Starring-Kristen Wiig, Maya Rudolph
Scott’s Review #784
Reviewed July 6, 2018
Despite the raunchy romantic comedy genre not being my favorite, and despite not being such a fan of Judd Apetow (famed producer of several of these types of films), Bridesmaids (2011) is easily the best of its kind. Influential in a multitude of female empowerment themed comedies that followed, this one is witty, genuine, and funny because of its star, Kristen Wiig, who also co-wrote the film. One of the best comedies (if not the best) of the decade.
Apatow is largely known for producing comedy films that mix in the standard potty humor for cheap laughs. He is responsible for This Is 40 (2012) and Trainwreck (2015), both of which I found moderately funny, but needlessly gross out and tired. My point is that minus the talents of Wiig (both in front of and behind the camera), Bridesmaids would likely have been mediocre like these films. Instead, Bridesmaids is a wonderful, uproarious experience with a star who captures a moment. My one gnawing gripe is that shouldn’t a film about women be directed by a woman?
Annie (Wiig) has been asked to serve as the maid of honor at her best friend, Lillian’s (Maya Rudolph), upcoming wedding. Rather than be thrilled, Annie is depressed due to an ongoing string of bad luck. Her bakery business fails, she loses her unfulfilling job at a jewelry store, she is dating a jerk (Jon Hamm), and her car is about to die. She has difficult roommates and is on the verge of having to move back in with her mother at age thirty-five.
The story hilariously follows Annie’s rivalry with Helen (Rose Byrne), Lillian’s soon to be husband’s boss’s controlling wife. Helen is intent on taking over the handling of the wedding events much to Annie’s chagrin. The ladies compete to one up each other throughout the film- Rose is perfect princess to Annie’s grit and cynicism.
Annie struggles through her personal issues, unhappy with the state of her love life, she meets police officer, Rhodes (Chris O’Dowd), and they begin a tender friendship. However, their attraction is tested because of Annie’s shenanigans. Annie must then fly to Las Vegas with the other bridesmaids despite being terrified of flying.
Despite the story being nothing not seen dozens of times before in romantic comedy history (the set ups), the film is a laugh out loud riot. In addition to Wiig, Rudolph, and Byrne, the remaining cast of ladies all have tremendous chemistry with each other. Special kudos go to Melissa McCarthy in her fearless role of Megan, a tomboy misfit who somehow is part of the wedding party. With her “tell it like it is” attitude the actress sinks her teeth into this fabulous role without taking her too far across the line into ridiculousness.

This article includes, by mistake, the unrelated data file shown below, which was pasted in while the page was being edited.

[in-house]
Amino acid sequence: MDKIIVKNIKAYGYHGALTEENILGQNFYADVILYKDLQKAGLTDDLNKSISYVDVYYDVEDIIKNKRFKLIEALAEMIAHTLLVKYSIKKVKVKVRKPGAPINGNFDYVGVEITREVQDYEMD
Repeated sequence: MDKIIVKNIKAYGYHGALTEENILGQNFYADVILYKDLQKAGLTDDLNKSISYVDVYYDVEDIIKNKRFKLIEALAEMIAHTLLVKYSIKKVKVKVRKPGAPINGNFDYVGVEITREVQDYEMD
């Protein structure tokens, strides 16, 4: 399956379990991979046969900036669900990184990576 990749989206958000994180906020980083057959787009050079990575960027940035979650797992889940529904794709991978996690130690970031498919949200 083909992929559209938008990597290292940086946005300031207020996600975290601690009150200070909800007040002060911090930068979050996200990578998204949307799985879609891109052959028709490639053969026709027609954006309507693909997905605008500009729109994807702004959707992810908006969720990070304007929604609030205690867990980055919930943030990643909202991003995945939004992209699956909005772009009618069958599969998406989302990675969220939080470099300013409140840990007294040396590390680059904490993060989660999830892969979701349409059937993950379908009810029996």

In rip roaring fashion, multiple scenes are permanently etched in my mind. After Annie suggests a Brazilian steak restaurant for lunch followed by a fitting at a chic dress shop, the girls suffer from food poisoning. This results in torrents of diarrhea scenes and one unlucky character being reduced to going to the bathroom in the middle of the street. The scene while super raunchy is hilarious and fraught with perfect comic timing.
Not to be outdone, the airplane scene is equally tremendous, however the scene belongs to Wiig rather than the entire ensemble. Being forced to fly coach while everyone else is treated to first class, Annie unwisely accepts a pill from Helen to calm her during the flight. Instead, Annie becomes belligerent and wild when she mixes the sedative with alcohol.
As good as the supporting cast is, Wiig owns the film through and through. Every scene she is in and each line she utters is perfectly timed. The fact that Wiig did some improvisation (think the scene in the jewelry store) is evident and only adds to the genuine feel of the film. Subsequently, to Wiig’s credit, she has been careful to choose more complicated roles to avoid the risk of being typecast. And a sequel was wisely never made- this would have ruined the appeal.
Bridesmaids (2011) is an authentic story rich with hilarity and crisp dialogue. The film is enhanced in that it’s a female centered film written by women (though direction and producers too would have been better). Because of the tremendous cast led by Wiig, the film is blazing with humor and led a firestorm of similar “girl power” films (mostly bad) well into the decade.